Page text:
When Americans think about childhood hunger, they tend to picture impoverished families in developing nations far away. But the fact of the matter is 13 million kids in the U.S. face hunger.
On Thursday, the nonprofit Share Our Strength’s No Kid Hungry campaign released a report on childhood hunger in the U.S. and how food insecurity can affect school performance. The findings are eye-opening.
Titled “Hunger in Our Schools,” the report found that 1 in 6 kids in the U.S. face hunger. Sixty-two percent of low-income parents worry about running out of food for their children before having enough money to buy more, and 35 percent of kids share that fear.
The findings are based on a series of surveys of low-income parents, students and teachers. Five hundred parents and their children, ages 13 to 18, and 325 teachers in the U.S. responded to the surveys, and data from focus groups supplemented the results.
The report showed that 23 percent of low-income parents had been forced to reduce the size of their kids’ meals due to financial restraints, and 34 percent said they can’t afford nutritious and well-balanced meals for their families.
“One of the most surprising finds from the report was just how many low-income families are living on the brink of hunger,” Brian Minter, a senior manager with the No Kid Hungry campaign, told HuffPost. “Two-thirds of parents said just one unplanned expense would make it difficult to afford enough food for the family.”
Indeed, 64 percent of parents surveyed said it would be hard to feed their families if they were to encounter an unexpected expense, like a $1,500 medical bill or car repair. For context, a 2013 study funded by the National Institutes of Health found the average cost of an outpatient emergency room visit was $1,233.
And it’s not just parents who are worrying about this. “One thing we heard repeatedly in our focus group interviews that surprised us ― and saddened us ― was older children telling us how they skipped meals or took only small portions in order to save food for their younger siblings, even though they were hungry,” said Minter.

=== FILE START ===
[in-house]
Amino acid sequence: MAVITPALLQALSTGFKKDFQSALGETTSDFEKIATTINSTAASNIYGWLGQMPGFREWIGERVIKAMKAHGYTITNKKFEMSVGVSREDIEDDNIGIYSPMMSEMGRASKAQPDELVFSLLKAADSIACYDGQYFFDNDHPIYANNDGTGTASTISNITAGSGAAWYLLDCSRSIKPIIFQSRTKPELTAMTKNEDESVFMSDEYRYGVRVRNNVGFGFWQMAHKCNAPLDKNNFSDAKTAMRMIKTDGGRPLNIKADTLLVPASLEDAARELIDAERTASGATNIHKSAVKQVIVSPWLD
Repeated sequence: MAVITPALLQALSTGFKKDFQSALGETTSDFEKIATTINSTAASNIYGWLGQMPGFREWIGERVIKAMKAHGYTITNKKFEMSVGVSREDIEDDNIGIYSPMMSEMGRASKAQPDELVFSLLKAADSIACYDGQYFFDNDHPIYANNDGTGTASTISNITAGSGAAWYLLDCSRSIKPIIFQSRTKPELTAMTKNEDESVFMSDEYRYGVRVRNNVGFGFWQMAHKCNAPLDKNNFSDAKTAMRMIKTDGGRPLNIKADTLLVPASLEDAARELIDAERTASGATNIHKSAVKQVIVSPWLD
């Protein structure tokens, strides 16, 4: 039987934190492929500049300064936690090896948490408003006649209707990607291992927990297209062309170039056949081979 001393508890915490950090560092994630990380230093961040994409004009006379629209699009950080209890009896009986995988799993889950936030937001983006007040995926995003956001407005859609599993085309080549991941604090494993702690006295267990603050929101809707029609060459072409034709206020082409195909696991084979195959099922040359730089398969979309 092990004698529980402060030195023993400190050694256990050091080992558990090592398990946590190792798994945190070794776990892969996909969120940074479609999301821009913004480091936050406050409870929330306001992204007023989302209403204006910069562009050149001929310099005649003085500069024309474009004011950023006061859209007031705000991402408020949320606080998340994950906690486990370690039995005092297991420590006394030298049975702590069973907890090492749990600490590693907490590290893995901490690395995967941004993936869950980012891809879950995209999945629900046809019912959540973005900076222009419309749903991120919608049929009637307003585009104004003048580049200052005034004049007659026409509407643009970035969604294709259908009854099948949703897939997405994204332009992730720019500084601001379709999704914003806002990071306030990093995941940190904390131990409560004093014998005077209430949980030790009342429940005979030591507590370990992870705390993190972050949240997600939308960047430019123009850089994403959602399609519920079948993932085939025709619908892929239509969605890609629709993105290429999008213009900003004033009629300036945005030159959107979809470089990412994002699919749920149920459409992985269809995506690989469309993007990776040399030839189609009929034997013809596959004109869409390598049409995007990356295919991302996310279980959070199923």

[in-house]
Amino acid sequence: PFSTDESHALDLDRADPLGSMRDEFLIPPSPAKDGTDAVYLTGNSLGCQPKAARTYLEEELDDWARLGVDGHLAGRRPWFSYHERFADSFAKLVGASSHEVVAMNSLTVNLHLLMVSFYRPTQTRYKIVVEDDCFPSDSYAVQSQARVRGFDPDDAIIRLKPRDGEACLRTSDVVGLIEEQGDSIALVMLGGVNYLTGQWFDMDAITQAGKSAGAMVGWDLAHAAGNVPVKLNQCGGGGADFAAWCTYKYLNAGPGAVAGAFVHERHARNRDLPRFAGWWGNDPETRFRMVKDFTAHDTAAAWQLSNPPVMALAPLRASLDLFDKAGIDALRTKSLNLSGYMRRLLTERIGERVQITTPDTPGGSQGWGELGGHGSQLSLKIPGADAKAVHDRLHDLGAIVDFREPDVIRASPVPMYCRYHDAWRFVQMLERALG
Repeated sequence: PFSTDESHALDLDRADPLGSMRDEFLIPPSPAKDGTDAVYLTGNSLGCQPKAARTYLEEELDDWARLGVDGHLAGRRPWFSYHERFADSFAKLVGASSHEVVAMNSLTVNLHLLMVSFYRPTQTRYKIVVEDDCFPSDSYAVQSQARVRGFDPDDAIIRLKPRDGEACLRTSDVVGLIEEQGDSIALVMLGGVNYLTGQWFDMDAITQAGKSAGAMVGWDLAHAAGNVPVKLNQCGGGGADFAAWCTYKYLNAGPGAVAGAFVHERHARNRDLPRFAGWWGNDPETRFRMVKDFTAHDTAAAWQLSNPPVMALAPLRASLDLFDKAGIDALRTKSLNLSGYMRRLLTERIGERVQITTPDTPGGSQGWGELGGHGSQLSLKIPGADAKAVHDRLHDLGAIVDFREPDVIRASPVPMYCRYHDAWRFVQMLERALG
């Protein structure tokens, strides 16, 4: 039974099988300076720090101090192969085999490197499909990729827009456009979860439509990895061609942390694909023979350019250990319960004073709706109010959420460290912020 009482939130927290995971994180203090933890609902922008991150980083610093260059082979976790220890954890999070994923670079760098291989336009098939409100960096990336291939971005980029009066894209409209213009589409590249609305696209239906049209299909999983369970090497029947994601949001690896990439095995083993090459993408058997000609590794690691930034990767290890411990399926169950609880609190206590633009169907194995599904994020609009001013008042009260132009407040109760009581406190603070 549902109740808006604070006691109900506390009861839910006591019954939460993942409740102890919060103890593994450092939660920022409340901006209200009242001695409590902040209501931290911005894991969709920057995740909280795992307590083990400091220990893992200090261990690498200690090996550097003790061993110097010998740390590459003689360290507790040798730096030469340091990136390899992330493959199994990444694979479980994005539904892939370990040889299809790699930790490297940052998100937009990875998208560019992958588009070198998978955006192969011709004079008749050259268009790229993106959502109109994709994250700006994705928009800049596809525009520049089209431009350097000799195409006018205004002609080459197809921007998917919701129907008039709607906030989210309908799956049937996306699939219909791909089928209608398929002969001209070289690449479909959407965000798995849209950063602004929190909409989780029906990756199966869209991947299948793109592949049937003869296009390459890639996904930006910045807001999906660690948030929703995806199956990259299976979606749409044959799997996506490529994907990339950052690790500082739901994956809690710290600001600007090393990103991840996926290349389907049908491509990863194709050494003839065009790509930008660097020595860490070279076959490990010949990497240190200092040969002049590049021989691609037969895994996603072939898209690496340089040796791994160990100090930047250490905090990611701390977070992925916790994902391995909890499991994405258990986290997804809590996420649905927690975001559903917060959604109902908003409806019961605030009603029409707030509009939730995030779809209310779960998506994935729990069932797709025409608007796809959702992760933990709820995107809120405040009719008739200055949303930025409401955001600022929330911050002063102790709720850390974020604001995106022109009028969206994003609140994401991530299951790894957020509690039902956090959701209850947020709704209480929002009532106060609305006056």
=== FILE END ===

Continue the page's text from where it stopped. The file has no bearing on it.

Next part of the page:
The report had some notable findings about hunger and education. Fifty-nine percent of children from low-income families said they’ve come to school hungry, 46 percent said hunger negatively affects their school performance and 12 percent said they’re sometimes too distracted by hunger to do their homework at night.
Fifty-nine percent of teachers said they regularly buy food for students who don’t get enough to eat at home, and most reported spending about $300 each year on food for students. Seventy-six percent said they’ve seen hunger lead to poor academic performance.
Minter believes these findings underscore the importance of federal programs like school meals, the Supplemental Nutrition Assistance Program and the Special Supplemental Nutrition Program for Women, Infants and Children, known as WIC. “Hunger exists in nearly every community in America today. It’s an urban problem, it’s a rural problem, and it has come to our suburbs. It is also a solvable problem,” he said.
“Programs like school meals and SNAP are vital in making sure kids get to eat when times get tough,” he continued. “We also hope this report helps more people spread the word about the direct connection between feeding kids and building a strong America. Consistent access to good nutrition means stronger, smarter, healthier kids. And that means a stronger, smarter, healthier nation.”
Of the families surveyed who rely on food programs, 92 percent were working families, with at least one adult in the house working full time, part time or multiple jobs.
The No Kid Hungry report comes at a time when such programs are at risk. President Donald Trump’s proposed budget calls for cuts to federal SNAP spending. In April, the House of Representatives introduced a bill that would scale back the number of free meals offered at schools in the U.S.
In February, Secretary of Education Betsy DeVos came under fire for making a “there’s no such thing as a free lunch” jab at Sen. Bernie Sanders (I-VT) during the Conservative Political Action Conference. Many criticized the joke as tone-deaf coming from someone meant to advocate for the welfare of all children in the U.S. ― many of whom rely on free school lunches.
Minter calls on everyday citizens to do what they can ― urging people to share the No Kid Hungry report with friends on social media, elected officials and educators in their communities. He also encouraged people to stand up for programs that help kids get the nutrition they need, like proposals for school breakfast.
Said Minter, “Everyone can join the fight to end childhood hunger.”